After 18 days of unprecedented popular protest, a pro-democracy movement managed to displace a dictator of three decades. This is the story celebrated around the world in the international media. But the real transition - whether Egypt will become a democracy or will merely see the emergence of a reconfigured authoritarian regime - will be played out over the weeks and months to come. Although it is impossible to predict how events may unfold, there are three paths forward: direct military rule, military rule with a civilian face or a constrained democracy.
Many in the pro-democracy movement are understandably wary of the first two possibilities. The Supreme Council of the Armed Forces, the military junta that is currently calling the shots, is deeply invested in Egypt's current regime. The military is active in many parts of the economy and is probably implicated in the corruption that has been a rallying cry for the opposition. In the name of political reform, the military has suspended the constitution and dissolved the People's Assembly. And although these were two principal opposition demands, these moves also conveniently place the military outside the bounds of any legal constraints.
The military has issued successive statements reiterating its commitment to free and fair elections and a return to civilian government within six months, but there are reasons to be skeptical. According to Human Rights Watch and other credible monitoring groups, the military has not yet ordered the release of hundreds of demonstrators detained during the protests. Nor has the military acted to rescind the emergency law. In other words, the military has thus far only accommodated the opposition demands that have maximized its own room for manoeuvre.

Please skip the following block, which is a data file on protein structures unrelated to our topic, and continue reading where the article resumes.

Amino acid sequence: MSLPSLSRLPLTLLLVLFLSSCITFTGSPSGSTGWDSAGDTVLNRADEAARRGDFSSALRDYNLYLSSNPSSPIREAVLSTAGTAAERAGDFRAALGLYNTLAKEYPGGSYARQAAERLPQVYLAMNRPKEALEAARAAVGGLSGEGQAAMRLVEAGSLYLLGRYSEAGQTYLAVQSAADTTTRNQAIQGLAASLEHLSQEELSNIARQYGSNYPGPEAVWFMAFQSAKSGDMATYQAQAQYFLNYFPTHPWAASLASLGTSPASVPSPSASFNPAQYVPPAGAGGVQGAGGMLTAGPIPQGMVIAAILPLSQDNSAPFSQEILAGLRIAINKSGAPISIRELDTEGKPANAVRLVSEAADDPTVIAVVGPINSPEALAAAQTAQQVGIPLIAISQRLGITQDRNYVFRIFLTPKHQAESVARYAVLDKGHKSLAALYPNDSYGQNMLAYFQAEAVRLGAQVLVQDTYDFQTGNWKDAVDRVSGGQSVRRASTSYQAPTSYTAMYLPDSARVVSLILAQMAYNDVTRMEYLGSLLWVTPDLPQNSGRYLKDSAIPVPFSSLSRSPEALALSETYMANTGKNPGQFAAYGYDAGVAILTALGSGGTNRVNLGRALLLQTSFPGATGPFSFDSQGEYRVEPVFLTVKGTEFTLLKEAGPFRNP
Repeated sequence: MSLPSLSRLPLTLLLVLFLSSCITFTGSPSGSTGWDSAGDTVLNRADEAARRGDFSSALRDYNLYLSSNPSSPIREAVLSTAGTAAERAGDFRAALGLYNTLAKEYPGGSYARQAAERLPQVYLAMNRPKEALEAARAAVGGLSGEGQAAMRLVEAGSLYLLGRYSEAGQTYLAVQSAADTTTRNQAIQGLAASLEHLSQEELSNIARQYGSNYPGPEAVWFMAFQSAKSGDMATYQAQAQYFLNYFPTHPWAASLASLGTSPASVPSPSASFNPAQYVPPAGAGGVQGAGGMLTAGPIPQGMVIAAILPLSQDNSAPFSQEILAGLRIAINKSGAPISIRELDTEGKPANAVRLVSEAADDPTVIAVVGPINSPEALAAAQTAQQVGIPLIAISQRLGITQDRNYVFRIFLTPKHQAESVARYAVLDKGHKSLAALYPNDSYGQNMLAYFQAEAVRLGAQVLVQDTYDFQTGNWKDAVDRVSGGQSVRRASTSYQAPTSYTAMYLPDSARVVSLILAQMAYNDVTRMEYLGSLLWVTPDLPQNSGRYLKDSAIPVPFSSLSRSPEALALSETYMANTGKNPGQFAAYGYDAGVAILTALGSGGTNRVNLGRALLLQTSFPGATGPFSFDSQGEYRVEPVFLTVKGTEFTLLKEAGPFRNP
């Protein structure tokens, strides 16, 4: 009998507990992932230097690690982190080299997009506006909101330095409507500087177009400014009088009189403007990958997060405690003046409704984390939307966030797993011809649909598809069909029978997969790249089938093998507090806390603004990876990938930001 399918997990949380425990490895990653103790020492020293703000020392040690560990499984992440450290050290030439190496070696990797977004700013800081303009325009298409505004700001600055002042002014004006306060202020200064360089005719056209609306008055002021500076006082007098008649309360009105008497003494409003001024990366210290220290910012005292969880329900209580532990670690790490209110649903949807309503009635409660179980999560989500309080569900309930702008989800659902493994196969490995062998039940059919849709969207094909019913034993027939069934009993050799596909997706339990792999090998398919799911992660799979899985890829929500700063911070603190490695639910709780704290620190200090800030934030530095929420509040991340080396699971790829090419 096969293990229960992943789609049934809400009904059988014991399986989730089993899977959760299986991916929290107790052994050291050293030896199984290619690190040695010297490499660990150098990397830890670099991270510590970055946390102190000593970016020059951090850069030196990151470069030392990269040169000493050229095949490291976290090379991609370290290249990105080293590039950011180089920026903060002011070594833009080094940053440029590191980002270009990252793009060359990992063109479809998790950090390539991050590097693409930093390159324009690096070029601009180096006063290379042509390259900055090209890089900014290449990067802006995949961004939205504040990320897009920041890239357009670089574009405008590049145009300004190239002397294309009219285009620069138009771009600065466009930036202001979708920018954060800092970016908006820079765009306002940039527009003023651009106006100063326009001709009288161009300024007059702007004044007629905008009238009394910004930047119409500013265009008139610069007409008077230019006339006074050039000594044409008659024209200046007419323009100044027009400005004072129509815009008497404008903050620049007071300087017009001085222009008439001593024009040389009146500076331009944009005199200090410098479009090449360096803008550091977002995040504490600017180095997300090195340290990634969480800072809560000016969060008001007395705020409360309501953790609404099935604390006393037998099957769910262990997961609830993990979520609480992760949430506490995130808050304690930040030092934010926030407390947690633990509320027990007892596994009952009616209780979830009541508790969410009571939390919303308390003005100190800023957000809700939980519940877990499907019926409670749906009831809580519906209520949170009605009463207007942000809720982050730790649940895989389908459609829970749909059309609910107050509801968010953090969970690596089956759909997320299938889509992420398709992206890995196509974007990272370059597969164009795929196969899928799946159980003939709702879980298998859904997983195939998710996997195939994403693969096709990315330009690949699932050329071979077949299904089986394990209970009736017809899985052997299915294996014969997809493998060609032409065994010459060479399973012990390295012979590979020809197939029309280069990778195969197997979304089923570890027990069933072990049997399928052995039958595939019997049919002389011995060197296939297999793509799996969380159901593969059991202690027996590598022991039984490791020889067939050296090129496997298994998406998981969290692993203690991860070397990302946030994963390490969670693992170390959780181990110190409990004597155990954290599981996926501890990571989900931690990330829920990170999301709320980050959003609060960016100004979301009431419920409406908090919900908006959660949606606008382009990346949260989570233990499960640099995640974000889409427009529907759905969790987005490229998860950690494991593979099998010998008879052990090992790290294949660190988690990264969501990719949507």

An early test for the military's commitment to democracy will play out over the next 10 days. During this period, a constitutional reform committee will work on amendments to the constitution. Perhaps the most promising indication that this constitutional reform committee will make the changes needed for a clean break from the past is Tuesday's announcement that it is chaired by Tariq al-Bishri. Mr. al-Bishri is a towering Egyptian intellectual and a prominent jurist known for his independence from the regime. His appointment to chair the committee is the first clear sign that the military may be serious about a real transition to democracy.
But even if the constitution is properly amended, a web of illiberal legislation that is not in the constitution will remain on the books. Laws regulating the press, political parties, police powers, elections, trade unions, non-governmental organizations and just about every other area of political and social life were designed to strengthen the hand of Hosni Mubarak's regime. Whoever inherits the executive branch will therefore have a variety of legal instruments that can be used to undermine further reform efforts and reassert authoritarian rule. The road to political reform, in other words, will be fraught with difficulties for some time to come.
While the most likely scenario is the eventual emergence of a civilian government, the real question is to what extent this civilian government is willing and able to remain autonomous from the military, which, as the past week has made clear, is the ultimate power broker in Egypt.
All of this legal and political jockeying is far less spectacular than the images of street protests, riot police and Mr. Mubarak's fall from power. But the international community must keep its eyes on Egypt. Although many Western governments were reluctant to call for Mr. Mubarak's resignation, international attention helped to shape the context in which the Egyptian military considered its options during the three weeks of protest. International pressure can likewise play a productive role in the weeks to come. This is, without a doubt, the most critical period that will determine whether Egyptians will emerge with a democracy, or simply with a reconfigured authoritarian regime. Egypt is not out of the woods yet - not by a long shot.
Tamir Moustafa, an associate professor of international studies at Simon Fraser University, is the author of The Struggle for Constitutional Power: Law, Politics and Economic Development in Egypt.